Throughout history, we can observe that many movements within the music world often go hand in hand with what innovative techniques and ideas are simultaneously being explored within the visual arts. This month, let’s take a look at several of these movements found in both music and art, discussing how both composers and artists attempted to express these new ideas within their work. If you are interested in impressionism, expressionism, cubism, or minimalism, you may want to check out my Music and Art blogs from September 2014.
Today, let’s kick things off by looking at the term “Baroque” and what it means to the art world. Baroque is a French word that comes from the Portuguese “barroco” meaning a misshapen pearl. It applies to the abnormal or exaggerated and originally referred to ornate architecture in the mid-eighteenth century. Critics of the time preferred simpler styles thus, Baroque had a negative connotation. It wasn’t until the following century that people began to look upon this “Baroque” art in a positive light.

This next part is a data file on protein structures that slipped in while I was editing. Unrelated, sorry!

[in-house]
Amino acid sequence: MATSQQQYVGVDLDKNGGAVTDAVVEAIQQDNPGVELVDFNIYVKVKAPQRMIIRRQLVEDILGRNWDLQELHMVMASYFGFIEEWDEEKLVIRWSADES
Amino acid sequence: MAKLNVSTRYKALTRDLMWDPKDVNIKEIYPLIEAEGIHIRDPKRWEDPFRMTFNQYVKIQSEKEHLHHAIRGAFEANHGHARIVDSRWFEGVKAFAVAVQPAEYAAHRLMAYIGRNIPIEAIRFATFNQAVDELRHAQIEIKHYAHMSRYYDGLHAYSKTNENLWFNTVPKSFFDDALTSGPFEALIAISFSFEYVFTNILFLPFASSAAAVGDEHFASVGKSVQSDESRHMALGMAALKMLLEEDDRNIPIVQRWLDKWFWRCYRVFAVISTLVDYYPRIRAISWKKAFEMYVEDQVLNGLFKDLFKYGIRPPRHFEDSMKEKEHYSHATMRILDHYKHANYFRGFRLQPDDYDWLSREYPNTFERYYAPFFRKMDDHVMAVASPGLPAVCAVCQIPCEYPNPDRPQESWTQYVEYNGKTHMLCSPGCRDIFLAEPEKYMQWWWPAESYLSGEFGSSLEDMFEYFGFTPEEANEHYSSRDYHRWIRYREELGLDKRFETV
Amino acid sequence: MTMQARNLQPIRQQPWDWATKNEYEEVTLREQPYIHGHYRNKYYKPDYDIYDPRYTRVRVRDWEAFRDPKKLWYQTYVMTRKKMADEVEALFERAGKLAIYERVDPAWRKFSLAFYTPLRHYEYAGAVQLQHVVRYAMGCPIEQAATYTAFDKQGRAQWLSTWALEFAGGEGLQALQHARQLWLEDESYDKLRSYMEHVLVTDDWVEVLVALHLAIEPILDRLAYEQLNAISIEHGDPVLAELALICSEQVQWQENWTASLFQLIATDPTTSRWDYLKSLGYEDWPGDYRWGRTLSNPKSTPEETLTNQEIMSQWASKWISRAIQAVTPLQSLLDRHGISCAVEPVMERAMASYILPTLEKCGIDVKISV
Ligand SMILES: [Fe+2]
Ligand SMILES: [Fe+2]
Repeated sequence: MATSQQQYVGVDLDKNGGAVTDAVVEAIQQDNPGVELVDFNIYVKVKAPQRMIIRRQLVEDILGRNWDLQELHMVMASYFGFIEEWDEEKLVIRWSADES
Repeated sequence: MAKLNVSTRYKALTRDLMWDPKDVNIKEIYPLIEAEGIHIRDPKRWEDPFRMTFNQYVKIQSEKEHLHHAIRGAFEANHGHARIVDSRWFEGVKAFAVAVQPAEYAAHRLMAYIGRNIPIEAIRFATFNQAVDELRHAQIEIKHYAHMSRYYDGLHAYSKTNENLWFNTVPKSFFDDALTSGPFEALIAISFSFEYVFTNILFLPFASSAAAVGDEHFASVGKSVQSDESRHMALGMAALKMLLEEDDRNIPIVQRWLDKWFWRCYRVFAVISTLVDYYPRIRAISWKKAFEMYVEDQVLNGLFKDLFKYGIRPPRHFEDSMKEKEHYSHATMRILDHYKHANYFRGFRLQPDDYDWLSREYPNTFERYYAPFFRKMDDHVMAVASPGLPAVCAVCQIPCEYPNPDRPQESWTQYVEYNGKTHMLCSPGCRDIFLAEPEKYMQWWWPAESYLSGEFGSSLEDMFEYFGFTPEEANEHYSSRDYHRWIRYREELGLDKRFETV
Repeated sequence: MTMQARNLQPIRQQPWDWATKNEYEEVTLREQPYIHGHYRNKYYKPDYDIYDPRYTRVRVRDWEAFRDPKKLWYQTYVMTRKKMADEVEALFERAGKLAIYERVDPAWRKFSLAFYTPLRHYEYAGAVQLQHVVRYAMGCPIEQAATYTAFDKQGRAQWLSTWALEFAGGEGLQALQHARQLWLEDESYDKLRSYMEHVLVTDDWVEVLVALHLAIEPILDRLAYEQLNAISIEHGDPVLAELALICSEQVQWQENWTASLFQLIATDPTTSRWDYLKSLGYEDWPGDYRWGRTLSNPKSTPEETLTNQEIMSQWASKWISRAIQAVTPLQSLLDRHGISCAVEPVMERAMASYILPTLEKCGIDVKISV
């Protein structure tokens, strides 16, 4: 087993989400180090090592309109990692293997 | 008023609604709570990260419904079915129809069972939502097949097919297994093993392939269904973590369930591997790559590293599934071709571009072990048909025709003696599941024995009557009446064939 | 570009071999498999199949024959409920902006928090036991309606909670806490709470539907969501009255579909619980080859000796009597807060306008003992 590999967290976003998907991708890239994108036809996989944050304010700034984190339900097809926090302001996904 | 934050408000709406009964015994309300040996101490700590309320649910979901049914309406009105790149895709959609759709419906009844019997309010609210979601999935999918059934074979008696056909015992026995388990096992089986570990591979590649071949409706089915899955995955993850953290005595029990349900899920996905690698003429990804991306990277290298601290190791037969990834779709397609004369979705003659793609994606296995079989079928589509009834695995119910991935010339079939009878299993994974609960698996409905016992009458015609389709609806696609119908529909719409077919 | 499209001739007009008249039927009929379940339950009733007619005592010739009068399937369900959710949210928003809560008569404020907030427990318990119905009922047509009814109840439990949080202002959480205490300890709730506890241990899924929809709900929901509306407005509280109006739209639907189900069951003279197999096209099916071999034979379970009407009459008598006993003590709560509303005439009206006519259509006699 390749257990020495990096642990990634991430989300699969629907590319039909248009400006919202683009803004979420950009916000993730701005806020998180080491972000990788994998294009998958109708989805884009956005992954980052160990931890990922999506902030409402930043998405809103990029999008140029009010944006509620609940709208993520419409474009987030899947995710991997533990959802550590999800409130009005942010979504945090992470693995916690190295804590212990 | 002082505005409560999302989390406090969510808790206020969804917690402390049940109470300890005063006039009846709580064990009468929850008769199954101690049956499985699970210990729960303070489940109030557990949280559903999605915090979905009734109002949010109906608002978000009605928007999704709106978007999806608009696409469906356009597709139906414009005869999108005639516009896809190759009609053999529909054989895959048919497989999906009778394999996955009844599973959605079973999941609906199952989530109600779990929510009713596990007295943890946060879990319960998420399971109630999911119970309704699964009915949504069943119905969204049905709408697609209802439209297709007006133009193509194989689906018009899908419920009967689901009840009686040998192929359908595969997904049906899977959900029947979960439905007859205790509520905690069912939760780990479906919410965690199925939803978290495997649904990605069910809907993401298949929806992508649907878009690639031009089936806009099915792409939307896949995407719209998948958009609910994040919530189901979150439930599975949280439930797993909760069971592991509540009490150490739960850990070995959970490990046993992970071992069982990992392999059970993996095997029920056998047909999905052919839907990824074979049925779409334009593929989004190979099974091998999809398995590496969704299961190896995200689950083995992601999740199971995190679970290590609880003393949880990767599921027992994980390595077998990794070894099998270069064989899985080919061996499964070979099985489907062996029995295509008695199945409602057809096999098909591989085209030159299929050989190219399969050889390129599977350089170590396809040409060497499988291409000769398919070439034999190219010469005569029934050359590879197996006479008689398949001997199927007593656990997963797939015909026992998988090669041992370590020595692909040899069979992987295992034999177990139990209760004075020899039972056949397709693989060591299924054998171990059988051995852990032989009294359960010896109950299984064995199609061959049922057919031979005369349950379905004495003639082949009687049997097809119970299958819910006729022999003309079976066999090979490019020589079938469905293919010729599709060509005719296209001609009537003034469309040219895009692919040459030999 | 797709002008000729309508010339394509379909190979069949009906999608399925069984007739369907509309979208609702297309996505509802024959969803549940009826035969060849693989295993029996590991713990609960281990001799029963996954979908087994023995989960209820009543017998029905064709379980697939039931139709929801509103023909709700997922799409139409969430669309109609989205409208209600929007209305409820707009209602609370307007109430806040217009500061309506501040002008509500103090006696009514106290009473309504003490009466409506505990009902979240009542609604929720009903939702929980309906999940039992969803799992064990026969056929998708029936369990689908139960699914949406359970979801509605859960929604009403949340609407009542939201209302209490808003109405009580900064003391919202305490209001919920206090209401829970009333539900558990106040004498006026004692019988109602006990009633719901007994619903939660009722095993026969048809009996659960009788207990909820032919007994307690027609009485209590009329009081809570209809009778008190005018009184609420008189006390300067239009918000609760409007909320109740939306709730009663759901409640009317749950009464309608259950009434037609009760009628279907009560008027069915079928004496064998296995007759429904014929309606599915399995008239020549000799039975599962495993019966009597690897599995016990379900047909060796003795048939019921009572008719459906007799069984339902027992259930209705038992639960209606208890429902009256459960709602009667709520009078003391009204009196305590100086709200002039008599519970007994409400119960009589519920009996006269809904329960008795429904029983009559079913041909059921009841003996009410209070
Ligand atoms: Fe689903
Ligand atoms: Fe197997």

Though it is difficult to pin point exact stylistic features of Baroque art and music since it spans such a long period, it is best to loosely mention common traits of the time. Art tended to focus on the dramatic, containing deep color and focusing on light and shadow. The Renaissance period reflected things before an action takes place while the Baroque period showed the action itself. A great example is Rembrandt’s Portrait of a Man Rising from His Chair. This is on display at Cincinnati’s Taft Museum of Art. Have you seen it?
|Rembrandt's Portrait of a Man Rising from His Chair|
Courtesy of wikimedia.org
Next time we’ll look at how some of the dramatic and ornate features found in Baroque art map themselves onto Baroque music!